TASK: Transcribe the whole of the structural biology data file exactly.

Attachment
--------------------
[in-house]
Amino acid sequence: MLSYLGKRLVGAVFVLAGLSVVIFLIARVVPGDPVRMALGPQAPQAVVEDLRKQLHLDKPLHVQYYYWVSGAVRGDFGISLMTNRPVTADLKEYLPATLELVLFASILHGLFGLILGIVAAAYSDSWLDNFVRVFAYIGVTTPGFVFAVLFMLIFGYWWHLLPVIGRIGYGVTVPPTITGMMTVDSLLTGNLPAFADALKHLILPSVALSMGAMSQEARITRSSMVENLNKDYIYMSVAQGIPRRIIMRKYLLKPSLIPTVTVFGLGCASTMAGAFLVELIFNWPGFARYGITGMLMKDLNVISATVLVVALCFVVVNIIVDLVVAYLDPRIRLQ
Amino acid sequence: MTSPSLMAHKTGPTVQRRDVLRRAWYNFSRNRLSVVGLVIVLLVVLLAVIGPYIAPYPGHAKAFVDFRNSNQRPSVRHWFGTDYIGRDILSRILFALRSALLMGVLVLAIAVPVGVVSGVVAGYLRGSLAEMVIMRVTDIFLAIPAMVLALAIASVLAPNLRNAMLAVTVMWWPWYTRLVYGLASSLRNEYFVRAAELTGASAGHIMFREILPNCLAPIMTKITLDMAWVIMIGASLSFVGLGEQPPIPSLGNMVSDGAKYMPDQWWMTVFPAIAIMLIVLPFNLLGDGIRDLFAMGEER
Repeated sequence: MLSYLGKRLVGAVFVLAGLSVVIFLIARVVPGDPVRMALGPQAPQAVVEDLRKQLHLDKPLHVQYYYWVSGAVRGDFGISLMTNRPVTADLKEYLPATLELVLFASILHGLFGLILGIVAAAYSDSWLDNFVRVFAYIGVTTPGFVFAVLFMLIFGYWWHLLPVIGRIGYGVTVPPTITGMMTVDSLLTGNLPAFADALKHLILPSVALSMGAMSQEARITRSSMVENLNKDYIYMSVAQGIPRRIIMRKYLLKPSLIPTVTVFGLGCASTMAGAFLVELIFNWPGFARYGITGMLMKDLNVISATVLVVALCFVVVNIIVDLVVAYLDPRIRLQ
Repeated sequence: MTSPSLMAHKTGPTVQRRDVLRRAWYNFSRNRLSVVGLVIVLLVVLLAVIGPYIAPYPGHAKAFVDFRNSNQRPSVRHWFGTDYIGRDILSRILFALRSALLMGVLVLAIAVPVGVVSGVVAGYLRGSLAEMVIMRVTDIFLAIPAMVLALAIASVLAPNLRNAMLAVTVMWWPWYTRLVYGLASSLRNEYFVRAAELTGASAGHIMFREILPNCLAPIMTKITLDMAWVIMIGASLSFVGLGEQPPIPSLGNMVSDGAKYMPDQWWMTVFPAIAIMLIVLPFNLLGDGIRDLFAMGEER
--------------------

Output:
[in-house]
Amino acid sequence: MLSYLGKRLVGAVFVLAGLSVVIFLIARVVPGDPVRMALGPQAPQAVVEDLRKQLHLDKPLHVQYYYWVSGAVRGDFGISLMTNRPVTADLKEYLPATLELVLFASILHGLFGLILGIVAAAYSDSWLDNFVRVFAYIGVTTPGFVFAVLFMLIFGYWWHLLPVIGRIGYGVTVPPTITGMMTVDSLLTGNLPAFADALKHLILPSVALSMGAMSQEARITRSSMVENLNKDYIYMSVAQGIPRRIIMRKYLLKPSLIPTVTVFGLGCASTMAGAFLVELIFNWPGFARYGITGMLMKDLNVISATVLVVALCFVVVNIIVDLVVAYLDPRIRLQ
Amino acid sequence: MTSPSLMAHKTGPTVQRRDVLRRAWYNFSRNRLSVVGLVIVLLVVLLAVIGPYIAPYPGHAKAFVDFRNSNQRPSVRHWFGTDYIGRDILSRILFALRSALLMGVLVLAIAVPVGVVSGVVAGYLRGSLAEMVIMRVTDIFLAIPAMVLALAIASVLAPNLRNAMLAVTVMWWPWYTRLVYGLASSLRNEYFVRAAELTGASAGHIMFREILPNCLAPIMTKITLDMAWVIMIGASLSFVGLGEQPPIPSLGNMVSDGAKYMPDQWWMTVFPAIAIMLIVLPFNLLGDGIRDLFAMGEER
Repeated sequence: MLSYLGKRLVGAVFVLAGLSVVIFLIARVVPGDPVRMALGPQAPQAVVEDLRKQLHLDKPLHVQYYYWVSGAVRGDFGISLMTNRPVTADLKEYLPATLELVLFASILHGLFGLILGIVAAAYSDSWLDNFVRVFAYIGVTTPGFVFAVLFMLIFGYWWHLLPVIGRIGYGVTVPPTITGMMTVDSLLTGNLPAFADALKHLILPSVALSMGAMSQEARITRSSMVENLNKDYIYMSVAQGIPRRIIMRKYLLKPSLIPTVTVFGLGCASTMAGAFLVELIFNWPGFARYGITGMLMKDLNVISATVLVVALCFVVVNIIVDLVVAYLDPRIRLQ
Repeated sequence: MTSPSLMAHKTGPTVQRRDVLRRAWYNFSRNRLSVVGLVIVLLVVLLAVIGPYIAPYPGHAKAFVDFRNSNQRPSVRHWFGTDYIGRDILSRILFALRSALLMGVLVLAIAVPVGVVSGVVAGYLRGSLAEMVIMRVTDIFLAIPAMVLALAIASVLAPNLRNAMLAVTVMWWPWYTRLVYGLASSLRNEYFVRAAELTGASAGHIMFREILPNCLAPIMTKITLDMAWVIMIGASLSFVGLGEQPPIPSLGNMVSDGAKYMPDQWWMTVFPAIAIMLIVLPFNLLGDGIRDLFAMGEER